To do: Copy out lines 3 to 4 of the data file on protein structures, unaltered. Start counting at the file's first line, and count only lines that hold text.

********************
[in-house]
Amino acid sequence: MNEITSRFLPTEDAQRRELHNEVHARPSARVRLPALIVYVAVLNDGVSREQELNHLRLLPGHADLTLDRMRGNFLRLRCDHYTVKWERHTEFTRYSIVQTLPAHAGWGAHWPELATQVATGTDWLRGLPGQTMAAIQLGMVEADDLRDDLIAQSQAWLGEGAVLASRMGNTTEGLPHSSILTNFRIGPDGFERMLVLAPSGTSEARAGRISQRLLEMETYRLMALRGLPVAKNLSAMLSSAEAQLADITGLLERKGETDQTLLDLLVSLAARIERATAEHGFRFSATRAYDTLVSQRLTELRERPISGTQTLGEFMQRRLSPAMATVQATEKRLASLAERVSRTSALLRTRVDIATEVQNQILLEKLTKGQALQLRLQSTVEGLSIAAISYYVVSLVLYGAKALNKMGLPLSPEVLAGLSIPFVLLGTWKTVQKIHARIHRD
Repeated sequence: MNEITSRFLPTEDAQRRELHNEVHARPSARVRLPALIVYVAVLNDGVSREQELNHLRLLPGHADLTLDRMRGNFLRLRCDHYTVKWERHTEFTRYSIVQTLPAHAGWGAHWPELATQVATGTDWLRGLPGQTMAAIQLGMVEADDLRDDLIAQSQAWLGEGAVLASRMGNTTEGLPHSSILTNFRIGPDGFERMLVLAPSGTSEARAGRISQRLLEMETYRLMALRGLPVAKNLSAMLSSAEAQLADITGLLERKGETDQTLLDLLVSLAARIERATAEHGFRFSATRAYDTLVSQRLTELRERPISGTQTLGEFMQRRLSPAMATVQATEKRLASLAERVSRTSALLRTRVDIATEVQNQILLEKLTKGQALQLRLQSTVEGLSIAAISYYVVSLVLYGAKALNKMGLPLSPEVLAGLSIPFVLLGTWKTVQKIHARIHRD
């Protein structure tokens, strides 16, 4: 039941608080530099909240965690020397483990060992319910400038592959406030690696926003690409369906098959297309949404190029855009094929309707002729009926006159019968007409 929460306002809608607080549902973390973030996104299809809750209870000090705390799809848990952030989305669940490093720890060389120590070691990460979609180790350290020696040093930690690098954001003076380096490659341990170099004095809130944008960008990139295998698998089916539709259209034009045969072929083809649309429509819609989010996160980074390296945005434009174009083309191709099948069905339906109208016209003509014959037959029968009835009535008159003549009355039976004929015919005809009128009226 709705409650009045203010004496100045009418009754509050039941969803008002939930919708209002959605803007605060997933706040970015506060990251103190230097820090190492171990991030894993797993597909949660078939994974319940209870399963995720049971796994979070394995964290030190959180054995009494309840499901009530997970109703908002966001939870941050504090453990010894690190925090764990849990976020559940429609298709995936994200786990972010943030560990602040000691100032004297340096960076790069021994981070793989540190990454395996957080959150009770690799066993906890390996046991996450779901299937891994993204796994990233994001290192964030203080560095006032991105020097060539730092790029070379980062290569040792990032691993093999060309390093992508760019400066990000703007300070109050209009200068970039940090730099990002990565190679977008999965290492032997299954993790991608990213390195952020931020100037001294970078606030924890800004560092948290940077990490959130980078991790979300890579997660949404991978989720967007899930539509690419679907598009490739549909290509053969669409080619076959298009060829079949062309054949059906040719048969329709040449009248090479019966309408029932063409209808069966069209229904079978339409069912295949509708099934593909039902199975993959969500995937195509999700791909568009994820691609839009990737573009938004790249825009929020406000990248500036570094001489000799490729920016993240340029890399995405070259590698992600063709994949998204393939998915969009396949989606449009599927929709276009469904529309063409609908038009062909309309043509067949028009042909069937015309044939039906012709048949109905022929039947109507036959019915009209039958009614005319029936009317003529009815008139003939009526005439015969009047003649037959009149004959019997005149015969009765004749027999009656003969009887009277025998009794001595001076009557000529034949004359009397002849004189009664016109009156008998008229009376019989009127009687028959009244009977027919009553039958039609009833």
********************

Repeated sequence: MNEITSRFLPTEDAQRRELHNEVHARPSARVRLPALIVYVAVLNDGVSREQELNHLRLLPGHADLTLDRMRGNFLRLRCDHYTVKWERHTEFTRYSIVQTLPAHAGWGAHWPELATQVATGTDWLRGLPGQTMAAIQLGMVEADDLRDDLIAQSQAWLGEGAVLASRMGNTTEGLPHSSILTNFRIGPDGFERMLVLAPSGTSEARAGRISQRLLEMETYRLMALRGLPVAKNLSAMLSSAEAQLADITGLLERKGETDQTLLDLLVSLAARIERATAEHGFRFSATRAYDTLVSQRLTELRERPISGTQTLGEFMQRRLSPAMATVQATEKRLASLAERVSRTSALLRTRVDIATEVQNQILLEKLTKGQALQLRLQSTVEGLSIAAISYYVVSLVLYGAKALNKMGLPLSPEVLAGLSIPFVLLGTWKTVQKIHARIHRD
């Protein structure tokens, strides 16, 4: 039941608080530099909240965690020397483990060992319910400038592959406030690696926003690409369906098959297309949404190029855009094929309707002729009926006159019968007409 929460306002809608607080549902973390973030996104299809809750209870000090705390799809848990952030989305669940490093720890060389120590070691990460979609180790350290020696040093930690690098954001003076380096490659341990170099004095809130944008960008990139295998698998089916539709259209034009045969072929083809649309429509819609989010996160980074390296945005434009174009083309191709099948069905339906109208016209003509014959037959029968009835009535008159003549009355039976004929015919005809009128009226 709705409650009045203010004496100045009418009754509050039941969803008002939930919708209002959605803007605060997933706040970015506060990251103190230097820090190492171990991030894993797993597909949660078939994974319940209870399963995720049971796994979070394995964290030190959180054995009494309840499901009530997970109703908002966001939870941050504090453990010894690190925090764990849990976020559940429609298709995936994200786990972010943030560990602040000691100032004297340096960076790069021994981070793989540190990454395996957080959150009770690799066993906890390996046991996450779901299937891994993204796994990233994001290192964030203080560095006032991105020097060539730092790029070379980062290569040792990032691993093999060309390093992508760019400066990000703007300070109050209009200068970039940090730099990002990565190679977008999965290492032997299954993790991608990213390195952020931020100037001294970078606030924890800004560092948290940077990490959130980078991790979300890579997660949404991978989720967007899930539509690419679907598009490739549909290509053969669409080619076959298009060829079949062309054949059906040719048969329709040449009248090479019966309408029932063409209808069966069209229904079978339409069912295949509708099934593909039902199975993959969500995937195509999700791909568009994820691609839009990737573009938004790249825009929020406000990248500036570094001489000799490729920016993240340029890399995405070259590698992600063709994949998204393939998915969009396949989606449009599927929709276009469904529309063409609908038009062909309309043509067949028009042909069937015309044939039906012709048949109905022929039947109507036959019915009209039958009614005319029936009317003529009815008139003939009526005439015969009047003649037959009149004959019997005149015969009765004749027999009656003969009887009277025998009794001595001076009557000529034949004359009397002849004189009664016109009156008998008229009376019989009127009687028959009244009977027919009553039958039609009833």